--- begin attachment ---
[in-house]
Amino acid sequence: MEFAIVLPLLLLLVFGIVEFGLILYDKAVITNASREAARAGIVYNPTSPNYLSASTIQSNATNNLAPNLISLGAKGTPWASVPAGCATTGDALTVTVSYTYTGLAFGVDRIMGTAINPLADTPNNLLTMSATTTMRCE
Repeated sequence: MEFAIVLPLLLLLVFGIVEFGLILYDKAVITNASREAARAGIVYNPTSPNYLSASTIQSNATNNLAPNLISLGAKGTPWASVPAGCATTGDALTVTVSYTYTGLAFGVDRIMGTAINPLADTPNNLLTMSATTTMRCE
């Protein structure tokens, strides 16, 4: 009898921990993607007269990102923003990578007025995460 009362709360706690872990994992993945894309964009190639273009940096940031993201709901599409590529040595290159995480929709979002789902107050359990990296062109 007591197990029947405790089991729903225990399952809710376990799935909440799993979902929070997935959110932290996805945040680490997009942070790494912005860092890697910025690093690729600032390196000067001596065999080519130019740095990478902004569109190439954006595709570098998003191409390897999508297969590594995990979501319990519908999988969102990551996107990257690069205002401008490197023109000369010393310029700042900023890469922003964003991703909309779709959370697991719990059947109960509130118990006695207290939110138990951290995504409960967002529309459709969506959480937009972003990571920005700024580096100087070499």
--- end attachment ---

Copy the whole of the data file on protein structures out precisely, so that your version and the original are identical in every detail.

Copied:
[in-house]
Amino acid sequence: MEFAIVLPLLLLLVFGIVEFGLILYDKAVITNASREAARAGIVYNPTSPNYLSASTIQSNATNNLAPNLISLGAKGTPWASVPAGCATTGDALTVTVSYTYTGLAFGVDRIMGTAINPLADTPNNLLTMSATTTMRCE
Repeated sequence: MEFAIVLPLLLLLVFGIVEFGLILYDKAVITNASREAARAGIVYNPTSPNYLSASTIQSNATNNLAPNLISLGAKGTPWASVPAGCATTGDALTVTVSYTYTGLAFGVDRIMGTAINPLADTPNNLLTMSATTTMRCE
């Protein structure tokens, strides 16, 4: 009898921990993607007269990102923003990578007025995460 009362709360706690872990994992993945894309964009190639273009940096940031993201709901599409590529040595290159995480929709979002789902107050359990990296062109 007591197990029947405790089991729903225990399952809710376990799935909440799993979902929070997935959110932290996805945040680490997009942070790494912005860092890697910025690093690729600032390196000067001596065999080519130019740095990478902004569109190439954006595709570098998003191409390897999508297969590594995990979501319990519908999988969102990551996107990257690069205002401008490197023109000369010393310029700042900023890469922003964003991703909309779709959370697991719990059947109960509130118990006695207290939110138990951290995504409960967002529309459709969506959480937009972003990571920005700024580096100087070499």